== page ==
We are Prajapaties

Brief outline of Gujaratis

With huge migration for economic reasons, most Gujaratis in India live in the state of Gujarat in Western India. Gujaratis also form a significant part of the populations in the neighboring metropolis of Mumbai and union territories of Daman and Diu, and Dadra Nagar Haveli, both being former Portuguese colonies.

There are very large Gujarati immigrant communities in other parts of India, most notably in Mumbai, Delhi, Calcutta, Chennai (Madras), Bangalore and other metropolitan areas like Kollam and Kochi in Kerala.

All throughout history Gujaratis have earned a reputation as being India's greatest merchants, industrialists and business entrepreneurs and have therefore been at forefront of migrations all over the world, particularly to regions that were part of the British empire such as Fiji, Hong Kong, East Africa and countries in Southern Africa.

Diasporas and transnational networks in many of these countries date back to more than a century. In recent decades, larger numbers of Gujaratis have migrated to English speaking countries such as the United Kingdom, Australia, Canada and the United States

The countries with the largest Gujarati populations are Pakistan, United Kingdom, United States, Canada and many countries in Southern and East Africa.

Globally, Gujaratis are estimated to comprise around 33% of the Indian diaspora worldwide and can be found in 129 of 190 countries listed as sovereign nations by the United Nations. Non Resident Gujaratis (NRGs) maintain active links with the homeland in the form of business, remittance, philanthropy, and through their political contribution to state governed domestic affairs.

Gujaratis in United Kingdom

Gujaratis have had a long involvement with Britain. The original East India Company set up a trading post in the port city of Surat in Gujarat in 1615.

These were the beginnings of first real British involvement with India that eventually led to the formation of the British Raj. The third largest overseas diaspora of Gujaratis, after Pakistan and United States is in the UK.

At a population of around 600,000 Gujaratis form almost half of the Indian community who live in the UK (1.2 million). Gujaratis first went to the UK in the 19th century with the establishment of the British Raj in India

The present day Gujarati diaspora in UK is mostly the second and third generation descendants of "twice-over" immigrants from the former British colonies of East Africa, Portugal and Indian Ocean Islands.

Gujaratis in Britain are regarded as affluent middle-class peoples who have assimilated into the milieu of British society. They are celebrated for revolutionizing the corner shop, and energising the British economy which changed Britain's antiquated retail laws forever.

Demographically, Hindus form a majority along with a significant number of Jains and Muslims and small number of Gujarati Christians. They are predominantly settled in metropolitan areas like Greater London, East Midlands, West Midlands, Lancashire and Yorkshire.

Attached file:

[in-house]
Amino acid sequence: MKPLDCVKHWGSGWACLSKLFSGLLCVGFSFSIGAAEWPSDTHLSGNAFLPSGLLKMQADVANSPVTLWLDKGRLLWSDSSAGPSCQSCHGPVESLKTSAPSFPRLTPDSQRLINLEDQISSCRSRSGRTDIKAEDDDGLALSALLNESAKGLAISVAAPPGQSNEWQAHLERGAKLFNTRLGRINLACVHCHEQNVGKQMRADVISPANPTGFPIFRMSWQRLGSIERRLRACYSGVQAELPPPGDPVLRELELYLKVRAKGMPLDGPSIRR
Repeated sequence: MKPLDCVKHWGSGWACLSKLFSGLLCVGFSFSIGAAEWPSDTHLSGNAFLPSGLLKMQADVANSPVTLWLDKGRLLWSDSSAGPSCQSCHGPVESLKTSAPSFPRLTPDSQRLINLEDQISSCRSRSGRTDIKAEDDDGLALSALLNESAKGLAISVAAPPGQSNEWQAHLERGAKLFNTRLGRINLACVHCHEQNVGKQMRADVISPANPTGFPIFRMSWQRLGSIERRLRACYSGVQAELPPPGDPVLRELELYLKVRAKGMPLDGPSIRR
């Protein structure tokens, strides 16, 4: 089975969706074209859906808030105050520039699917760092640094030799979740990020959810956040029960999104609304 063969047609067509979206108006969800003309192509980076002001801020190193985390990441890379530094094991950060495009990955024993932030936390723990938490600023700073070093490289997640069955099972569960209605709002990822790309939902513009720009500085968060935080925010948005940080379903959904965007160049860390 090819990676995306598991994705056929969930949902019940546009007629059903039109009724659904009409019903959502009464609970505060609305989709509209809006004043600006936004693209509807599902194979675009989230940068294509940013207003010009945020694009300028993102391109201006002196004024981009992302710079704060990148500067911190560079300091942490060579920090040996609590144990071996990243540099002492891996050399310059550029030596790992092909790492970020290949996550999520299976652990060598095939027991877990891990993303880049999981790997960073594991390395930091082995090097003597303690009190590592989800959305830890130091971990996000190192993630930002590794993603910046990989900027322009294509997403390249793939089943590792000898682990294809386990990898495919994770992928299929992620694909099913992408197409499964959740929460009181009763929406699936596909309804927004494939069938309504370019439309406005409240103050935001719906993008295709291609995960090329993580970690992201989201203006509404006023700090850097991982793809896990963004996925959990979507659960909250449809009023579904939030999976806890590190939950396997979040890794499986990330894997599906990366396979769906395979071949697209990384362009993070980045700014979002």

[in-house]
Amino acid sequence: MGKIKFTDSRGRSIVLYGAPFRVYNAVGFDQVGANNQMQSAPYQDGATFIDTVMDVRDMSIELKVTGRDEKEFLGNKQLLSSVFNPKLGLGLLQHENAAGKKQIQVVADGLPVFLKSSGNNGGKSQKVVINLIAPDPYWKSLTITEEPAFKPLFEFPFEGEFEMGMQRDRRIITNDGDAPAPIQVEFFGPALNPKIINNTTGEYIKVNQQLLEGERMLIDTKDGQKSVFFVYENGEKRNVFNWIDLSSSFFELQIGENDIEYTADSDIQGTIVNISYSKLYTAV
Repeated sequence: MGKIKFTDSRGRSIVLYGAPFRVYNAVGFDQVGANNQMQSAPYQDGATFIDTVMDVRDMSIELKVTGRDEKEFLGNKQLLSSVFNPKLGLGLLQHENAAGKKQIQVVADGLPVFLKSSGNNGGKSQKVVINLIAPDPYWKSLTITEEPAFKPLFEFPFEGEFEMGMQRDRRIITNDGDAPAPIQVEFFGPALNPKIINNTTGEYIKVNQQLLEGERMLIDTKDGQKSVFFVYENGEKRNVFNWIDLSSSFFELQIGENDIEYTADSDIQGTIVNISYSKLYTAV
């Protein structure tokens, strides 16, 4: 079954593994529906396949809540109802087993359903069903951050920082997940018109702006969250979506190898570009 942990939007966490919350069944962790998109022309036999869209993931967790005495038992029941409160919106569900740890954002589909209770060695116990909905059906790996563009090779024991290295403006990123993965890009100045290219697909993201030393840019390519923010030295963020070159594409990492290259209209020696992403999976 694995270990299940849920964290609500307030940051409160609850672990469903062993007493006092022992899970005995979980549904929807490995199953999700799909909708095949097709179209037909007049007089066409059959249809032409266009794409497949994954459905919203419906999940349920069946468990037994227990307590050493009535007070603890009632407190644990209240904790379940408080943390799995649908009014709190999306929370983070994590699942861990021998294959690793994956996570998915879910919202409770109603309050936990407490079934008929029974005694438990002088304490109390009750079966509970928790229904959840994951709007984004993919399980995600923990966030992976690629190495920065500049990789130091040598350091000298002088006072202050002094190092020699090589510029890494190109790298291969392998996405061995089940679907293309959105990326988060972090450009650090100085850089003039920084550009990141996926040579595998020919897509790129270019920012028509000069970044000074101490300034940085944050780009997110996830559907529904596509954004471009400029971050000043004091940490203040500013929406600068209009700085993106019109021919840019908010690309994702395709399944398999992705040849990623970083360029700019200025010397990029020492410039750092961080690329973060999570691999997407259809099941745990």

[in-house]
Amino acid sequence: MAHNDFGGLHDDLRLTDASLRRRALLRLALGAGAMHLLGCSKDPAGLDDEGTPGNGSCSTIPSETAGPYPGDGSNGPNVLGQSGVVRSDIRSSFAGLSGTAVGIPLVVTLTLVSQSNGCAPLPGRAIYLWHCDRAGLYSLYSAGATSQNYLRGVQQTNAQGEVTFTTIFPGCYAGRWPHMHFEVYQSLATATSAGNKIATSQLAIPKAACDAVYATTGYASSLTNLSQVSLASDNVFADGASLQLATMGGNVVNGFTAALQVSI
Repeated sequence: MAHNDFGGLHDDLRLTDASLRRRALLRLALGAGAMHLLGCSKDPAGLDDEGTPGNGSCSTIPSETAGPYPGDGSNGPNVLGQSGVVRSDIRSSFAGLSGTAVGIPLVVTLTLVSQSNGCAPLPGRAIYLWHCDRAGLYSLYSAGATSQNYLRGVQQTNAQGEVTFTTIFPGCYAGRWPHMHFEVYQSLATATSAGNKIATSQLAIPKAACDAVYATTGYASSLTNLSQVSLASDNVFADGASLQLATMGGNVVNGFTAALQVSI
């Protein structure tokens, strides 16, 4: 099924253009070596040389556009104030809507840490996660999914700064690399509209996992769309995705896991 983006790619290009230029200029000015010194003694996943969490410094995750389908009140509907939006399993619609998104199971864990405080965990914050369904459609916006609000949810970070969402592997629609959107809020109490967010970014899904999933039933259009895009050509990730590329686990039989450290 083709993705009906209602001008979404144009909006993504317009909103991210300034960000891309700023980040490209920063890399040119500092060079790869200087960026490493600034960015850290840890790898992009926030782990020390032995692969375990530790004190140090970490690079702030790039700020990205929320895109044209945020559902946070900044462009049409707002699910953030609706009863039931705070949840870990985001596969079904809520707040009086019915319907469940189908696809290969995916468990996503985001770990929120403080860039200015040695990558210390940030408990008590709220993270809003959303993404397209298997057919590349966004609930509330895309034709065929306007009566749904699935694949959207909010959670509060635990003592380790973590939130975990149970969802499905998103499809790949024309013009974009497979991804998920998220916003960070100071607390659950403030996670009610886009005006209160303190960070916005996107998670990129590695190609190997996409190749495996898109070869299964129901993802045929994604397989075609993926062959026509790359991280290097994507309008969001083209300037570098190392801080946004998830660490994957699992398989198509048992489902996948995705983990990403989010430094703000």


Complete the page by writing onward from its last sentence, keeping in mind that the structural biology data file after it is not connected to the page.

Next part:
Cities with significant Gujarati populations include Leicester and London boroughs of Brent, Harrow and Wembley.

Both Hindus and Muslims have established caste or community associations, temples, and mosques to cater for the needs of their respective communities.

Gujarati Hindus in the UK have maintained many traditions from their homeland. The community remains religious with more than 100 temples catering for their religious needs. All major Hindu festivals such as Navratri, Dassara, and Diwali are celebrated with a lot of enthusiasm even from the generations brought up in UK.

Gujarati Hindus also maintain their caste affiliation to some extent with most major castes having their own community association in each population center with significant Gujarati population such as Leicester and London suburbs.

The Shree Prajapati Association is a charity, already thriving in East Africa, which has 14 branches in the U.K. and is strongly dependent on support from the Gujarati community in Britain.

The Surname MISTRY – according to Wikipedia

Mistry, or Mistri, is a surname found in India or amongst people of Indian origin namely in the states of Gujarat, Rajasthan, Uttar Pradesh, Bihar and even West Bengal.

This surname is used by many different communities of India. It is an occupation surname.

The word Mistri or Mistry in Maharashtra & Gujarat is identified with people who are experts in architecture or are experts in Building Constructions. Mistry also means carpenter.

The Mistri or Mistry is used as a surname by the Viswakarma Suthar community of Maharashtra, Gujarat, Karachi and Rajasthan. It is a common surname found among them.

Mistri or Mistry is also a common surname in the Parsi community of India. Again, this is a surname adopted by them due to a professional reason, as said earlier, the word Mistri or Mistry in Gujarati Language is identified with people involved in building construction and the Parsi community is known to have their roots in Gujarat.

Mistry or Mistri is also a surname found among Muslim Kadia community living in Kutch and Saurashtra region of Gujarat. Many of them even today use the surname Mistry, which was actually their community or professional identity before they converted to Islam. Many members of their community using Mistry as surname can be found living today in Zanzibar, Tanzania, Kenya, Uganda, Muscat, Maldives, etc., where they have migrated more than a century ago.

The Shree Prajapati Community in Leicester has members where the most common surnames are MISTRY, GAJJAR, SUTHAR, LAD, PRAJAPATI. Majority of the members have roots in Gujarat from the districts of Surat, Navsari and Valsad,

May of our members although having the original roots in Gujarat, have roots back in East Africa (Kenya, Uganda and Tanzania).